The BJP’s current strategy is nothing new. The characterisation of Dalit dissent and demands for justice as a Maoist conspiracy has been in vogue since the 2006 killing and rape of members of a Dalit family in Khairlanji, Maharashtra. The tactic of delegitimising Dalit resistance and assertion is a betrayal of the faith Dalits have repeatedly reposed in democratic and constitutional means in the face of the gravest of injustices. Coupled with the apex court’s judgment on the PoA Act, one can only draw the conclusion that Dalits are not going to get justice through judicial means or through public protest. In that case, more than Dalits turning anti-national, we are staring at the spectre of an anti-Dalit nation as it were.

Bhima Koregaon was a watershed moment for the BJP. The branding of the BJP’s rule as “Navi Peshwai” by left progressive forces at the Elgar Parishad preceding the Bhima Koregaon anniversary in Pune (EPW, 6 January 2018) was a potent political metaphor that could be used to rally the lower castes against Hindutva forces. In a state like Maharashtra, with its long history of anti-caste movements and counterculture, this metaphor could have an impact on the fortunes of the Sangh Parivar irreparably and, worse, spread to other parts of the country. Much as the government sought to douse the flames of fury after Bhima Koregaon, it actually resurrected Ambedkarite groups and parties and placed them at the centre stage of Maharashtra politics. Furthermore, in seeking to implicate Dalits in a case of mob violence against themselves, what the ruling dispensation is seeking to hide is the role of Hindutva groups in spurring that violence in the first place. The last two months have seen major rallies and counter-rallies in Mumbai and Kolhapur for and against the arrests of Sambhaji Bhide and Milind Ekbote, the alleged masterminds of the violence at Bhima Koregaon. Thus, this attempt to shift the narrative beyond Bhima Koregaon by branding the movement behind it as extremist and anti-state must be read as a concerted attempt at seeking to puncture Dalit anger by creating internal tensions.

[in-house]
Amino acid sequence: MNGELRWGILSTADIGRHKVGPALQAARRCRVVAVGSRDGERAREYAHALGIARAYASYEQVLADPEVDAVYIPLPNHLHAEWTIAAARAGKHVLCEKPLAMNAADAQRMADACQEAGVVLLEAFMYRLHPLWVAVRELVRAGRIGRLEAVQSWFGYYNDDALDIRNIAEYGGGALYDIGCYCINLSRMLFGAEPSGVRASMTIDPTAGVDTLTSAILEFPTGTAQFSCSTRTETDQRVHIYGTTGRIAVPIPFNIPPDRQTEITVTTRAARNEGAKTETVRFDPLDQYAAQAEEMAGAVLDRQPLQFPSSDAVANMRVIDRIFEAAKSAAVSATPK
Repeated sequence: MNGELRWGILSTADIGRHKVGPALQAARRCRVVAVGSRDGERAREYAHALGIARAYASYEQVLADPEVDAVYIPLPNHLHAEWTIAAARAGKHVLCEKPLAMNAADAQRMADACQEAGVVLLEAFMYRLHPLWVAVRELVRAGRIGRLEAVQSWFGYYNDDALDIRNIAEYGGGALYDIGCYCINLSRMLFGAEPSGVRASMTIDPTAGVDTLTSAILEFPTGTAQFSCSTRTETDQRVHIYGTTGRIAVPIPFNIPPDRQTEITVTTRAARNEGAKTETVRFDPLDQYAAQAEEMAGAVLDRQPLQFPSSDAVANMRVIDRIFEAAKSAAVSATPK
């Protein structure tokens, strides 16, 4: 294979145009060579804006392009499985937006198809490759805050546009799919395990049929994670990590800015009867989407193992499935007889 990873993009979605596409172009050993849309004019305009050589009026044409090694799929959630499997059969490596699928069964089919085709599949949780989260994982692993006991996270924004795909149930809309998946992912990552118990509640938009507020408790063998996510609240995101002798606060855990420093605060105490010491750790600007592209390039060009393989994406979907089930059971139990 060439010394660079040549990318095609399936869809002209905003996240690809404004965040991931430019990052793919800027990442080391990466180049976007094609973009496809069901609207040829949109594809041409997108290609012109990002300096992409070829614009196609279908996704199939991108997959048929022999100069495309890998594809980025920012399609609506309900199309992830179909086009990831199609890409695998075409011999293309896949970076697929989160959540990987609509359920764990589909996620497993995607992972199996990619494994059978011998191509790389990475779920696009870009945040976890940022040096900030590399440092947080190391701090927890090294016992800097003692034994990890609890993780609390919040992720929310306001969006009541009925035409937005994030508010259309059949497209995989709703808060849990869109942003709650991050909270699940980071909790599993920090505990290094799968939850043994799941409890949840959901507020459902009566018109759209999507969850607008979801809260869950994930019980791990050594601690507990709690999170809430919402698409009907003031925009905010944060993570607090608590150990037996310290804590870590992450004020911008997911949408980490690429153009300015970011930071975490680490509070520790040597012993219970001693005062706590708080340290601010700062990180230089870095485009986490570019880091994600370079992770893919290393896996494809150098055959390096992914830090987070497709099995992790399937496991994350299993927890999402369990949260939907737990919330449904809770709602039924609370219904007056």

Notwithstanding the trumped-up hysteria in mainstream media, the “plot to kill Modi” has not received the kind of sympathy the BJP had hoped for. Far from cowing under the links drawn with the Maoists, opposition parties, including Sharad Pawar’s Nationalist Congress Party, have gone on the offensive against these arrests and supposed threats. After all, this bogey has been raised every time Modi was in a tight spot, going back to his chief ministerial days in Gujarat. That the BJP has been reduced to such conspiracy mongering and chronicling of the Prime Minister’s exercise regimen on social media, reveals the desperation that has crept into the party’s minders to deflect the criticism coming its way. It also exposes the present-day BJP’s collapse into a one-man party, in whose physical preservation lies the preservation of the party itself.

Updated On : 21st Jun, 2018